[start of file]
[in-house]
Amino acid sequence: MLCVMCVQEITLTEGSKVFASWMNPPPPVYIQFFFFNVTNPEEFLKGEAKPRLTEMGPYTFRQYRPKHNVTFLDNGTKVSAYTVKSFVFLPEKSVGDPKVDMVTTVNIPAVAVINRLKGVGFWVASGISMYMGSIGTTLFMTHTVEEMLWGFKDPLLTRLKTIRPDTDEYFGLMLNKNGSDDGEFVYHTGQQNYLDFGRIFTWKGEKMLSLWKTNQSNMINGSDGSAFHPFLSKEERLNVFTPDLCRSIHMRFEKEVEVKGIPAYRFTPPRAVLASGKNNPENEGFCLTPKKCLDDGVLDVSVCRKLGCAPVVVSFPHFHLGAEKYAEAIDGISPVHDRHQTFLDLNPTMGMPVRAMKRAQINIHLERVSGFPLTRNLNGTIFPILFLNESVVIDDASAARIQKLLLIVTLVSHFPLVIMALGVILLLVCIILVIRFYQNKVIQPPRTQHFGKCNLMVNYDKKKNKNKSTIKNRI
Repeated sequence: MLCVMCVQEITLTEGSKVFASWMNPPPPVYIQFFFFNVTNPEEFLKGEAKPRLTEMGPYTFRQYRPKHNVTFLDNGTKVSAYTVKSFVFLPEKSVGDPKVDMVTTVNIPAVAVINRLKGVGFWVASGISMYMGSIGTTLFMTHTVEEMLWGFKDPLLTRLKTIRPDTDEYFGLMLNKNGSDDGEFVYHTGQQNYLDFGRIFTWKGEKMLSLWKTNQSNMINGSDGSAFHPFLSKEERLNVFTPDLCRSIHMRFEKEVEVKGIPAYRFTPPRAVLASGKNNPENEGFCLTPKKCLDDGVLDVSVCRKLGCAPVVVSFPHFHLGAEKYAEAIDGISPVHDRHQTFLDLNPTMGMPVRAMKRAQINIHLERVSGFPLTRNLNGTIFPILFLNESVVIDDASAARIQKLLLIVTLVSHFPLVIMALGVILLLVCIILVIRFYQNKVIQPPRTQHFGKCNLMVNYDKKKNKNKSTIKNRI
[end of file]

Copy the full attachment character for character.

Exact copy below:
[in-house]
Amino acid sequence: MLCVMCVQEITLTEGSKVFASWMNPPPPVYIQFFFFNVTNPEEFLKGEAKPRLTEMGPYTFRQYRPKHNVTFLDNGTKVSAYTVKSFVFLPEKSVGDPKVDMVTTVNIPAVAVINRLKGVGFWVASGISMYMGSIGTTLFMTHTVEEMLWGFKDPLLTRLKTIRPDTDEYFGLMLNKNGSDDGEFVYHTGQQNYLDFGRIFTWKGEKMLSLWKTNQSNMINGSDGSAFHPFLSKEERLNVFTPDLCRSIHMRFEKEVEVKGIPAYRFTPPRAVLASGKNNPENEGFCLTPKKCLDDGVLDVSVCRKLGCAPVVVSFPHFHLGAEKYAEAIDGISPVHDRHQTFLDLNPTMGMPVRAMKRAQINIHLERVSGFPLTRNLNGTIFPILFLNESVVIDDASAARIQKLLLIVTLVSHFPLVIMALGVILLLVCIILVIRFYQNKVIQPPRTQHFGKCNLMVNYDKKKNKNKSTIKNRI
Repeated sequence: MLCVMCVQEITLTEGSKVFASWMNPPPPVYIQFFFFNVTNPEEFLKGEAKPRLTEMGPYTFRQYRPKHNVTFLDNGTKVSAYTVKSFVFLPEKSVGDPKVDMVTTVNIPAVAVINRLKGVGFWVASGISMYMGSIGTTLFMTHTVEEMLWGFKDPLLTRLKTIRPDTDEYFGLMLNKNGSDDGEFVYHTGQQNYLDFGRIFTWKGEKMLSLWKTNQSNMINGSDGSAFHPFLSKEERLNVFTPDLCRSIHMRFEKEVEVKGIPAYRFTPPRAVLASGKNNPENEGFCLTPKKCLDDGVLDVSVCRKLGCAPVVVSFPHFHLGAEKYAEAIDGISPVHDRHQTFLDLNPTMGMPVRAMKRAQINIHLERVSGFPLTRNLNGTIFPILFLNESVVIDDASAARIQKLLLIVTLVSHFPLVIMALGVILLLVCIILVIRFYQNKVIQPPRTQHFGKCNLMVNYDKKKNKNKSTIKNRI